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Red Cross, Taliban Prisoners, Afghanistan

Liberals at their funniest when they feign indignation

By Arthur Weinreb

Monday, March 26, 2007

And they are even funnier when they actually are indignant.

The Conservative Party's Defence Minister, Gordon O'Connor, misled the House of Commons when he stated that the Red Cross was monitoring Taliban detainees who were captured by Canadian forces and handed over to the Afghan government. The Red Cross was able to visit these detainees but did not actually monitor them. O'Connor has since arranged for an Afghanistan human rights organization to monitor these detainees and report their findings to Canada and has apologized in the House for his previous misleading statements.

During last Wednesday's Question Period, the opposition again went after O'Connor. Both Liberal defence critic Denis Coderre and Liberal leader Stéphane Dion demanded the minister's resignation. The opposition outbursts led Prime Minister Stephen Harper to respond to Dion by saying, "I can understand the passion that the Leader of the Opposition and members of his party feel for Taliban prisoners. I just wish occasionally they would show the same passion for Canadian soldiers."

Well, of course all hell broke loose both within the Liberal caucus and the Liberal-friendly Canadian media. Comparisons to the Navdeep Bains incident became the talk of the town. As Yogi would say, it was déjà vu all over again. Last month Harper implied (the opposition prevented him from saying what he wanted to say) that the Liberals killed Canada's anti-terrorism legislation in order to protect Bains' father-in-law who may have been questioned under its provisions. Once again, the Liberals were "shocked" by the PM's statements and demanded an apology for them; an apology that was neither deserved nor forthcoming.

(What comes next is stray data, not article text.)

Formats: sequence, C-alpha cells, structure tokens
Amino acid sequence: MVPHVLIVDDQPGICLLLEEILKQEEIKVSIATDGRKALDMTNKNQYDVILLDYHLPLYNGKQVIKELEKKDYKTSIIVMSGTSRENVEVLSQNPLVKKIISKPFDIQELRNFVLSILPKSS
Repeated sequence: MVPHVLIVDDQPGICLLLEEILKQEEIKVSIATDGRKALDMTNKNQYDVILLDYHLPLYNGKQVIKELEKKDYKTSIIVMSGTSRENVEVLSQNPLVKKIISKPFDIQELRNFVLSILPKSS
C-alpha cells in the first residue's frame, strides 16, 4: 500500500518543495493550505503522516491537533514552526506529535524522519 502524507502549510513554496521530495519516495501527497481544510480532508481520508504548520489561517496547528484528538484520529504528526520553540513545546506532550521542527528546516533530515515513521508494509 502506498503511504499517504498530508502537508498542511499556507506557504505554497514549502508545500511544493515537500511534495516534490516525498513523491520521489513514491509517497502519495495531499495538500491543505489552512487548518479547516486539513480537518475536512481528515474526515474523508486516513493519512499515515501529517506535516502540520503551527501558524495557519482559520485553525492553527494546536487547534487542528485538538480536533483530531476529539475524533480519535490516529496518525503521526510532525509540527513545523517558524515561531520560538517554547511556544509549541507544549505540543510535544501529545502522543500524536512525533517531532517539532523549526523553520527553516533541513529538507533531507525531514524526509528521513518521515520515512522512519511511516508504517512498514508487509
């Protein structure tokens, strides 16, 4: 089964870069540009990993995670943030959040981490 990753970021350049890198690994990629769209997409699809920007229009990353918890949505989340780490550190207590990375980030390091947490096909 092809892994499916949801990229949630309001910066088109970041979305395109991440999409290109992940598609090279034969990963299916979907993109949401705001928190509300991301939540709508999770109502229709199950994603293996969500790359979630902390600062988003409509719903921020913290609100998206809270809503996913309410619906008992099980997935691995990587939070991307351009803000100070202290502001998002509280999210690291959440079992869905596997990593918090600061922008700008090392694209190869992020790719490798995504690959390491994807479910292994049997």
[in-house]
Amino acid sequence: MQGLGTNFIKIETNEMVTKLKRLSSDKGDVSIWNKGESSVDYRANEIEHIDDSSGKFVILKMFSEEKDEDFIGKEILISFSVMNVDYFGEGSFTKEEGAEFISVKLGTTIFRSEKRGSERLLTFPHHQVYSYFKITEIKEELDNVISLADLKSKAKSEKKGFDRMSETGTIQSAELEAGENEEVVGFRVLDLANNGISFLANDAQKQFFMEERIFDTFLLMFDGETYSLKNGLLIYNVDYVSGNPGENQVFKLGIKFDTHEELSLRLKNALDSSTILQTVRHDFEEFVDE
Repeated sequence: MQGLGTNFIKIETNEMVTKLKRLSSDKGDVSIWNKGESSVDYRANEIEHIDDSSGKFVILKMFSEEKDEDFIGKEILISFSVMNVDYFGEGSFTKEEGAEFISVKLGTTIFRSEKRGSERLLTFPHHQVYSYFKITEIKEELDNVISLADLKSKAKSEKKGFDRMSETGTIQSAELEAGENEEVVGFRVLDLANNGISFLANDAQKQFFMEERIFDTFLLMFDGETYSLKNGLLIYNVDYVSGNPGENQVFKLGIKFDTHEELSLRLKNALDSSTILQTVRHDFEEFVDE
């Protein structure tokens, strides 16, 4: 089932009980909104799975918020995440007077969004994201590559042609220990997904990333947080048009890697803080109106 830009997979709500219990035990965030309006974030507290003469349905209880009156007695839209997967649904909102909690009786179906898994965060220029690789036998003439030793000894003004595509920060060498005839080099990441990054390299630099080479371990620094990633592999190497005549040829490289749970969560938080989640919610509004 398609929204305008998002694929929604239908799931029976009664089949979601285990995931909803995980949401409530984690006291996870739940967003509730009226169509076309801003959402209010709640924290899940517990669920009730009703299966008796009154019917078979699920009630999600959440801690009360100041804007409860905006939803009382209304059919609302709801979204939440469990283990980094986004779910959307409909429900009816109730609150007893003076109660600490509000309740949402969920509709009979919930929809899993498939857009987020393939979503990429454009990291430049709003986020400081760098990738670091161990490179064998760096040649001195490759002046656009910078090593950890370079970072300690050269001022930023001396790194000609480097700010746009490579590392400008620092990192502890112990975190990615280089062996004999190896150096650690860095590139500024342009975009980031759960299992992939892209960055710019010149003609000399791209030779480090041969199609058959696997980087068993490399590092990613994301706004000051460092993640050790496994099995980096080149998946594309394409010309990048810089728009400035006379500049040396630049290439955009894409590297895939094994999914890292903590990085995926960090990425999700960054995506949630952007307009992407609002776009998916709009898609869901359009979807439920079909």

It's hard to know whether the opposition is truly seeking O'Connor's resignation or if they are just playing politics as usual. Many times resignations are called for, not for the purpose of having a minister resign but simply to score political points. A classic example of this occurred in September 1985 when then-Fisheries Minister John Fraser overruled the decision of his inspectors and allowed cans of possibly tainted tuna to be sold. Demands for Fraser's resignation abounded and within a week Brian Mulroney, who had been an MP and prime minister for all of a year, forced his Fisheries Minister to resign. The opposition was shocked. John Fraser was a nice guy and respected on both sides of the House and none of the opposition MPs who called for his resignation actually wanted to see him booted from cabinet. Mulroney was severely criticized for not standing by his minister and the popular Fraser later went on to become Speaker of the House.

It's one thing to play these games during Question Period; it is quite another to do so when the subject matter involves the members of Canada's military. Men and women of the Canadian Forces who are in harm's way in Afghanistan are not cans of tuna. But the Liberals are the great equivalencers. During the heated exchange Dion said, "Mr. Speaker, there are few things that are more important for the honour of a country than its duty to protect human lives, including war detainees" [Emphasis added]. No one is accusing the troops or the government of torturing or murdering prisoners; yet Dion lumps the lives of the enemy in with the lives of our soldiers and innocent civilians. The Liberals see no difference between the Taliban and the members of our armed forces. No doubt, the Liberals would be just as happy if the Taliban won the war or better yet, if no one won the war; that would be "fair".

If Steffi was really concerned about Canada's troops he wouldn't have appointed Denis Coderre as his party's defence critic. Coderre, when not marching along side Hezbollah supporters, is calling Canada's Chief of Defence Staff Rick Hillier, a "pawn" of the Conservative government. The fact that Hillier is Canada's top soldier does not put him above criticism, but once again, playing politics with the military; saying that Hillier was a pawn was showing a complete and utter lack of respect for the military.

There was nothing wrong with what Harper said; he merely stated that he wished the Liberals had as much passion for Canadian troops as they have for the Taliban. Going back to 1993, it's hard to argue this point on the facts.

Of course it is perfectly okay for Dion to describe Harper as a "neo-con" and a climate change "denier" with all the connotations that those terms are meant to imply. Watching Dion and his loyal sidekick Iggy shake with righteous indignation makes for good comedy.

The title of a National Post editorial on this parliamentary exchange says it all - "Dear Stéphane: Be a man".